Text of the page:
# Using sed to insert latex commands around headers of a document

I have a documen with headers in ALL CAPS, for example:

NAME
env - run a program in a modified environment


and I want to insert

\item[


] \hfill \\


after a header so that the result will be like:

\item[NAME] \hfill \\
env - run a program in a modified environment


I wrote a sed script to add LaTeX formatting for most of the document, but this line of my script is not working properly:

s/$$[A-Z]$$*/\\item$&$ \\hfill \\\\/g


Instead of producing the desired output (above example), I am getting:

...\item[NAME] \hfill \\
\item[] \hfill \\ \item[] \hfill \\ \item[] \hfill \\ \item[] \hfill \\ \item[] \hfill \\ \i$\item[] \hfill \\ ...  As you can see, it correctly inserts the formatting around the HEADER, but also replaces everything else in the document. How can I fix this? - Try moving the *before \) – enzotib Sep 11 '13 at 5:51 @enzotib didn't work - it's adding the latex formatting to the beginning of every line, not just the headers – user46865 Sep 11 '13 at 6:03 you need a way (a regex pattern) to select that line, then change the sed command to /pattern/s/something/subs/. Also the line number N could be used: Ns/something/subs/ – enzotib Sep 11 '13 at 6:05 @enzotib I would use line numbers but I am writing a script that should be able to processes several man pages and convert them to latex documents... Any ideas on the proper regex pattern to identiy that line? I think it should be a regex something like "an all capitals word on a line by itself with nothing before or after it" so... something like s/^[A-Z]$/subs would that work? –  user46865 Sep 11 '13 at 6:12
\+ is a GNU sed extension the means "one or more", as opposed to * meaning "0 or more". The general form of the "s" command is "Address s / pattern / subs / options". Address can be a line number or range or a regex or a range specified by two regex. Without an Address, the substitution apply to all lines. –  enzotib Sep 11 '13 at 6:30

s/^$$[A-Z]$$\+$/\\item$&$ \\hfill \\\\/  - If you use & (= everything that's matched) in the replacement part, you can omit $$ and $$ in the pattern. The grouping parentheses are only necessary if you want to refer to a substring using \1,...,\9 in the replacement part. – Uwe Sep 11 '13 at 9:27 I was just wondering about that! Thanks! So if I had two groups then I could reference them with \1 and \2? – user46865 Sep 11 '13 at 10:10 Yes, exactly. \1,...,\9 refer to the string that is matched by the 1st,...,9th parenthesized subexpression; & refers to the entire string that is matched. – Uwe Sep 11 '13 at 13:17 If the line you want to modify is always the first (as it seems from your question and comments), you can use AWK to make it easier.  { if (NR == 1) { print "\\item["$0 "] \\hfill\\\\" }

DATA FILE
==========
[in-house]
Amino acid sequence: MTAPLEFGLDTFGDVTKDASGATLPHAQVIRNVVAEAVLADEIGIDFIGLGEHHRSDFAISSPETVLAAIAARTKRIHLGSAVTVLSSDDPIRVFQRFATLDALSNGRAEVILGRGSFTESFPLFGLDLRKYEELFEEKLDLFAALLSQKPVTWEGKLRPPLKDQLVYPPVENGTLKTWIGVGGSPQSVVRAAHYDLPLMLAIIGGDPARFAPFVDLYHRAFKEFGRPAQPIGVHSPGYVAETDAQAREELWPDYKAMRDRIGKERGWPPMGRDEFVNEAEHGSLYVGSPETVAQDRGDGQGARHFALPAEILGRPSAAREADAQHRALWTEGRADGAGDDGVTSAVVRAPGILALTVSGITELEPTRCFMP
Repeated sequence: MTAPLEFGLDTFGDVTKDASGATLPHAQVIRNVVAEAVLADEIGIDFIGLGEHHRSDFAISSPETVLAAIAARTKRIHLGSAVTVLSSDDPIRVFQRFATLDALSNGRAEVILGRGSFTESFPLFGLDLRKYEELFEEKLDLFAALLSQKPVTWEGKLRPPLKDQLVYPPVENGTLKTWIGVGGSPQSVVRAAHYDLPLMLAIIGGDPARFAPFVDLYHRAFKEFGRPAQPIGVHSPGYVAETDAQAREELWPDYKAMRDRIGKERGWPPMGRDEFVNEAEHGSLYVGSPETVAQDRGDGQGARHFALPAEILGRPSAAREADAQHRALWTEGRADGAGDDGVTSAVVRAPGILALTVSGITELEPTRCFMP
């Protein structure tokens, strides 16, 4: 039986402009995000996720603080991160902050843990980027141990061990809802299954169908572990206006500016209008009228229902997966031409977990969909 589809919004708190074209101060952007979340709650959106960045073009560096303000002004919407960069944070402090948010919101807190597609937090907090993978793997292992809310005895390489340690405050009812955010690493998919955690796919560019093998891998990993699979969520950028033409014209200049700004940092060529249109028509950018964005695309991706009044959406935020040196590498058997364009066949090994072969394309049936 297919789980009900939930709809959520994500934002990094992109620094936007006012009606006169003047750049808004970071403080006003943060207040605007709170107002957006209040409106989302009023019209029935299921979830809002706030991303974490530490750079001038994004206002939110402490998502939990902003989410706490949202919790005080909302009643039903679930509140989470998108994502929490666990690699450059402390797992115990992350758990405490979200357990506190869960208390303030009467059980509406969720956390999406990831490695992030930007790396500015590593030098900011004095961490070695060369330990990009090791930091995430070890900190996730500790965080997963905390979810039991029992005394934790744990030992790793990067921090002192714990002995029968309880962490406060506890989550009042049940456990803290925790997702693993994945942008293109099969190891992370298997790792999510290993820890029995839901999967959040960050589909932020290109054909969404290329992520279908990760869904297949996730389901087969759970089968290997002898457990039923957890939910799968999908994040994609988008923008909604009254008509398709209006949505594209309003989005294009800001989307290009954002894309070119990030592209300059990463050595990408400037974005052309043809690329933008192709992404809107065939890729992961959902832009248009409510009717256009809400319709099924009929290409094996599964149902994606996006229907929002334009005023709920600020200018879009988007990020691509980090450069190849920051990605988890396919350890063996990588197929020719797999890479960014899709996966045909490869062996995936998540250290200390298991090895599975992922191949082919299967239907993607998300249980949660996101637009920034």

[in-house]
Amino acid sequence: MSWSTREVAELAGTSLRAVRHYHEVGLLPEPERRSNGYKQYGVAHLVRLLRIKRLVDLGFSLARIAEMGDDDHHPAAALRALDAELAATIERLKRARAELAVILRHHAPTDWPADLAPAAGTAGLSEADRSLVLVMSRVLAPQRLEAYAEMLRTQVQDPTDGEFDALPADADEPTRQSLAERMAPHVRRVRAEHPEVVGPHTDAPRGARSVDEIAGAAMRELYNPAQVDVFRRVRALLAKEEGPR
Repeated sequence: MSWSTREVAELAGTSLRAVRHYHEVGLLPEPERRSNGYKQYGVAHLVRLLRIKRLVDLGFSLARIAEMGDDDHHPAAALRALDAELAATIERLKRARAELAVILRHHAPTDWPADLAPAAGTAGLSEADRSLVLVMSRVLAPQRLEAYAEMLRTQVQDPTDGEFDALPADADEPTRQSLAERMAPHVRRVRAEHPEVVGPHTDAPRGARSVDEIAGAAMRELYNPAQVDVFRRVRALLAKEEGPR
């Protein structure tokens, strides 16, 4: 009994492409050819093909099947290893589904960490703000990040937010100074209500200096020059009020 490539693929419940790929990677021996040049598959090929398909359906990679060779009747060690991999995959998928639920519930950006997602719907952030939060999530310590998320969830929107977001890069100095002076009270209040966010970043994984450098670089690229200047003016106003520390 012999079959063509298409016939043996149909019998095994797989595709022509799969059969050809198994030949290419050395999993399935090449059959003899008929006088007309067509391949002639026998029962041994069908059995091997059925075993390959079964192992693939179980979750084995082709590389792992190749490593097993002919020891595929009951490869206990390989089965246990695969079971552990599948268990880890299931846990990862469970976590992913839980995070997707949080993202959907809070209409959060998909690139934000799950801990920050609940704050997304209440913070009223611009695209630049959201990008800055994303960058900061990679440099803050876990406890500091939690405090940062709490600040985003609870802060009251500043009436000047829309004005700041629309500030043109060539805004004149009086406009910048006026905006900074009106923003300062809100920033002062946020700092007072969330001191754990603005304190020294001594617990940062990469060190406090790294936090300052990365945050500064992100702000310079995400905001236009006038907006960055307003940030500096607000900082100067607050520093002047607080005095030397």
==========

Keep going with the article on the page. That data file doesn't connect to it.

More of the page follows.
else
{ print ($0)} }  Run it as awk -f myScript.awk myManPage > myLaTeXmanPage. - You are misusing awk, your code could be 'NR==1 { print "\\item["$0 "] \\hfill\\\\" }NR>1' –  Bernhard Sep 11 '13 at 7:42
That is terser, but I tend towards clearer answers when answering questions unix.SE. IMHO they are more useful. Many Unix users are not familiar with awk, and they appreciate something they can easily understand (and maybe adapt) rather than some obscure recipe. –  sergut Sep 11 '13 at 10:14
This is not obscure, this is some of the vary basics of awk: codeblocks with a conditional statement. Also, I disagree your answer is clearer. –  Bernhard Sep 11 '13 at 10:33

Looks like you're trying to TeXify some man pages. Have you looked at Pandoc? It's a "universal document converter" that understands both the LaTeX and man formats, among many others.

In fact, if your end goal is to produce PDF man pages, man itself can do that for you. For example, to get a PDF version of the bash(1) page:

man -T ps bash|ps2pdf - bash.pdf


ps2pdf is part of the ghostscript package.

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